After reading the biography, participants were asked to evaluate the candidate on 22 semantic differential scales. The 7-level bi-polar scales assessed the candidate’s competence, strength, intelligence, qualification, thrift, trustworthiness (worded two ways), sympathy, reliability, safety, faithfulness, effectiveness, confidentiality, benevolence, candor, deceitfulness, straightforwardness, respectfulness, considerateness, honesty, sincerity, and carefulness. Those scales had been successfully used in previous studies of the effects of political advertising on political candidates.

Participants were then shown a television commercial, one from an actual campaign, in which the legislative and personal spending record of Pat Adams’ presumed opponent, State Legislator Buzz Andrewzeski, is attacked through ridicule. The commercial, filmed against a neutral background, had a lab-coated clipboard-holding announcer enter and position himself between two clear vats approximately four feet in diameter by five feet high, each with a chain-suspended handle over it. The announcer then read from the clipboard a series of alleged facts about Buzz Andrewzeski’s spending record, together with some side comments about not attending legislative sessions and other shortcomings. After each claim of excessive spending, the announcer pulled the chain above the vat labeled “spending,” and a large splash of water descended from above the frame. When the announcer finished reading the list, the “spending” vat was full to the brim. Then the announcer looked for Buzz Andrewzeski’s legislative accomplishments on the clipboard, finding only one bill, for the renaming of a highway. He then pulled the chain above the vat labeled “accomplishments,” and a single drop of water descended from above into the vat, complete with sound effects.

The negative ad used was the same for each of the five treatment conditions. The commercial used disparaging humor to attack a male opponent with a last name of Polish derivation and thus white by implication, though not by specification. Although such humor “belittles, debases, demeans, humiliates, or otherwise victimizes” others, and people tend to resent humor that ridicules someone whom they respect35, the humor in the commercial shown was identical for each of the five groups in our study and thus constant as a variable. Participants viewed the commercial three times, the number of viewer exposures recommended as optimal for a television commercial.36

After viewing the commercial, participants were asked to complete three more 7-level questionnaires, one a set of Likert scale questions on the participants’ perceptions of the commercial itself, then semantic differential scales for the opponent, Buzz Andrewzeski, and for the candidate, Pat Adams, similar to that used to assess Pat Adams before the commercial was shown.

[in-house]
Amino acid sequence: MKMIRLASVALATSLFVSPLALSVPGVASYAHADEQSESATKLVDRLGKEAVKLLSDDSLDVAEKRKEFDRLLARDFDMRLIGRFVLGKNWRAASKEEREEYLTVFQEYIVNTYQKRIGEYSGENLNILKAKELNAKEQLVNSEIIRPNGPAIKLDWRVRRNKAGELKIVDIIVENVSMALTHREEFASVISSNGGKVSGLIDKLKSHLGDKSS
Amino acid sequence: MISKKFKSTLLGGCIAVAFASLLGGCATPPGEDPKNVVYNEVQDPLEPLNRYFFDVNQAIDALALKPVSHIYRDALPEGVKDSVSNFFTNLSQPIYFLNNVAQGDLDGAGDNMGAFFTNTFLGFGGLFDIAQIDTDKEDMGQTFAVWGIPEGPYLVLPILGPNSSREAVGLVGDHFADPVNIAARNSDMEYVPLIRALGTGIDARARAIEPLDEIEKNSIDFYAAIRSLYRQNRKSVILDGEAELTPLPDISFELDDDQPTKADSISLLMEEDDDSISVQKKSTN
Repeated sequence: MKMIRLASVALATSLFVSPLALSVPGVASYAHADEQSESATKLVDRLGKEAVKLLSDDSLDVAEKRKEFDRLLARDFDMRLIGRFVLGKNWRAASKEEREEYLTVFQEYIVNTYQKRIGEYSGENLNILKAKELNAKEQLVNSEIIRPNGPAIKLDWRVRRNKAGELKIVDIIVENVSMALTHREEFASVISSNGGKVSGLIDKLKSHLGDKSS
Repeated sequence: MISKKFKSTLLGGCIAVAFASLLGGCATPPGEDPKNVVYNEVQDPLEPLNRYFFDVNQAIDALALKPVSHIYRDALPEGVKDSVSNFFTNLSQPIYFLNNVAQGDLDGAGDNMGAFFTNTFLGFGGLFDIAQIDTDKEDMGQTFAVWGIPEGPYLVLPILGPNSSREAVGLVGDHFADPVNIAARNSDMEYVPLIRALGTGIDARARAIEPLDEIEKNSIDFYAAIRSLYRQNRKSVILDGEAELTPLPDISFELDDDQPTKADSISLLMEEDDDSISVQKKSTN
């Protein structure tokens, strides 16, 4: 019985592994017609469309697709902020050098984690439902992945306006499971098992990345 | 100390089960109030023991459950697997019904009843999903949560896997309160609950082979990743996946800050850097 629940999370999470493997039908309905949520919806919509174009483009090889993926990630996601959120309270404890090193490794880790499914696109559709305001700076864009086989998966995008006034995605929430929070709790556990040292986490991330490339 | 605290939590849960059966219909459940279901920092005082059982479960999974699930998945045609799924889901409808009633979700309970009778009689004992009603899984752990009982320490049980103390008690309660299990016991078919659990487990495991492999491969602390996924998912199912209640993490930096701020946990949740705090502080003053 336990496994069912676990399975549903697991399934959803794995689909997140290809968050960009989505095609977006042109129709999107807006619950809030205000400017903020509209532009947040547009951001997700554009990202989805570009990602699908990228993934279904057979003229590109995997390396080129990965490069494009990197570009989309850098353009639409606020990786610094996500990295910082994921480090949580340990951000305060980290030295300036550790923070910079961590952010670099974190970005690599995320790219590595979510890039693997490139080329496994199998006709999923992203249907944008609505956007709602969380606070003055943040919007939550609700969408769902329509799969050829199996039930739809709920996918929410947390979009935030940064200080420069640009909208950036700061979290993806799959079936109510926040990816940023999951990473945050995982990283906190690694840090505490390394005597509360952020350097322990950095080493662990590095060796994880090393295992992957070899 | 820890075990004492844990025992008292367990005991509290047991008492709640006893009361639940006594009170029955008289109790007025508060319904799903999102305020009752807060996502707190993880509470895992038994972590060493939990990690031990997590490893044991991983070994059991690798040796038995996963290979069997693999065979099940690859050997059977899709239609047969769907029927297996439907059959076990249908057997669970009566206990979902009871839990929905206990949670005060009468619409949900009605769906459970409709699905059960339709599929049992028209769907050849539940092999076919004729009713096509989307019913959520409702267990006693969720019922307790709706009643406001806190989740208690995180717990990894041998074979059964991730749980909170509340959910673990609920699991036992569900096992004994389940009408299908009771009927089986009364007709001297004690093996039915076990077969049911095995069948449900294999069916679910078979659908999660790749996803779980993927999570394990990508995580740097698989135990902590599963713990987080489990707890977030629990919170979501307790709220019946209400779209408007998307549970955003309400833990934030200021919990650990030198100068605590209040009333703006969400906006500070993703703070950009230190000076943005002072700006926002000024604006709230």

Participants were then asked to assess the likelihood of their voting for Pat Adams, of voting for Buzz Andrewzeski, and of voting in an election between the two, each on a 10-point Likert scale. Finally, participants were asked to provide demographic information: age, gender, ethnicity, class standing, citizenship, political party affiliation.

A principal components factor analysis identified factor clusters of variables for the commercial, for political opponent Buzz Andrewzeski, and for the pre-commercial reaction to the political candidate, Pat Adams. Component correlations in excess of .35 for most comparisons justified the use of direct oblimin rotation in the factor analysis procedure.

For Pat Adams, the candidate sponsoring the commercial, five variables�not deceitful, saver, qualified, strong, and competent�were related as a factor to be called performance. Eight variables�not deceptive, can be trusted, candid, straightforward, safe, respectful, honest, and sincere�were identified as a factor to be called personality. Seven variables�careful, saver, qualified, competent, sympathetic, effective, and sincere�clustered as a factor to be called character.

For Buzz Andrewzeski, Pat Adams’ opponent, criticized in the commercial, three factors emerged. The variables smart, qualified, effective, can be trusted, sympathetic, and safe clustered as a factor labeled competence. A factor labeled politic included the four variables confidential, considerate, candid, and not deceitful. Twelve variables clustered in a factor to be called nature: benevolent, honest, sincere, careful, candid, not deceitful, faithful, can be trusted, sympathetic, reliable, safe, and trustworthy.